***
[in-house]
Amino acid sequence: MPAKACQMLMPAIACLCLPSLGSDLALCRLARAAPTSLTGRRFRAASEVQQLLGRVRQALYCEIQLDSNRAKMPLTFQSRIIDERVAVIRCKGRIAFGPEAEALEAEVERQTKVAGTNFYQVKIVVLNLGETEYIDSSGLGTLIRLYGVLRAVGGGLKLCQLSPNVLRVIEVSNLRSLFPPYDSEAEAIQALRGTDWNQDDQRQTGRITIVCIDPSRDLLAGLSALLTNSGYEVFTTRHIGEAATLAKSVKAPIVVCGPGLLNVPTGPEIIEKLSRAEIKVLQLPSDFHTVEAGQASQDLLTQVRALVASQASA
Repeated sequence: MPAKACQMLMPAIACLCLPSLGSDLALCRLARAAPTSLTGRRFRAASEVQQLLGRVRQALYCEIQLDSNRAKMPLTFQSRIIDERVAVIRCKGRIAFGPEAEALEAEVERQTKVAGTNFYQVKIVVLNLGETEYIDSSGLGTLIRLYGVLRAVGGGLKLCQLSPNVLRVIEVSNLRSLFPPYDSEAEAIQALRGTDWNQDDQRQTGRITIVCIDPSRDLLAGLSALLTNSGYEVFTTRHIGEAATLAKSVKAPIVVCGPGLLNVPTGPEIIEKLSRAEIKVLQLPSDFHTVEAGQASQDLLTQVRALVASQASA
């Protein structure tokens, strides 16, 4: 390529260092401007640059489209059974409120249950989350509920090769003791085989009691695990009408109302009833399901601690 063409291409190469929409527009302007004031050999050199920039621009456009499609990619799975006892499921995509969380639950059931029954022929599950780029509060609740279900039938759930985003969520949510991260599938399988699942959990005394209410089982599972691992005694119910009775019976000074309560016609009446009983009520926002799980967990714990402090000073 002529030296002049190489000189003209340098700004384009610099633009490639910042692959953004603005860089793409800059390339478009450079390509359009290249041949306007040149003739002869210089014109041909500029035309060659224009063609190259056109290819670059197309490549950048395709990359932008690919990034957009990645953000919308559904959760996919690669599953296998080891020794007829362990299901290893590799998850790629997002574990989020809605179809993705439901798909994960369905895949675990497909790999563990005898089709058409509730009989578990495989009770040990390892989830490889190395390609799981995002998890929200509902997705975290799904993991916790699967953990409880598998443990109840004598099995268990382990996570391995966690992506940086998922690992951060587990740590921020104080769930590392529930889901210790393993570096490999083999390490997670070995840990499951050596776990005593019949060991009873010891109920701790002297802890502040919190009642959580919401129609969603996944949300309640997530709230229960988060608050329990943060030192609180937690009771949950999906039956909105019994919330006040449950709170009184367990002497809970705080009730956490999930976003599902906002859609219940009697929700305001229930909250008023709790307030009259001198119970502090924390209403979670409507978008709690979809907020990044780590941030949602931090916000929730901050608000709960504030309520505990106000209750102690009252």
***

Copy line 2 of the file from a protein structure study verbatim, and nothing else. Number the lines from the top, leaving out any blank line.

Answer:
Amino acid sequence: MPAKACQMLMPAIACLCLPSLGSDLALCRLARAAPTSLTGRRFRAASEVQQLLGRVRQALYCEIQLDSNRAKMPLTFQSRIIDERVAVIRCKGRIAFGPEAEALEAEVERQTKVAGTNFYQVKIVVLNLGETEYIDSSGLGTLIRLYGVLRAVGGGLKLCQLSPNVLRVIEVSNLRSLFPPYDSEAEAIQALRGTDWNQDDQRQTGRITIVCIDPSRDLLAGLSALLTNSGYEVFTTRHIGEAATLAKSVKAPIVVCGPGLLNVPTGPEIIEKLSRAEIKVLQLPSDFHTVEAGQASQDLLTQVRALVASQASA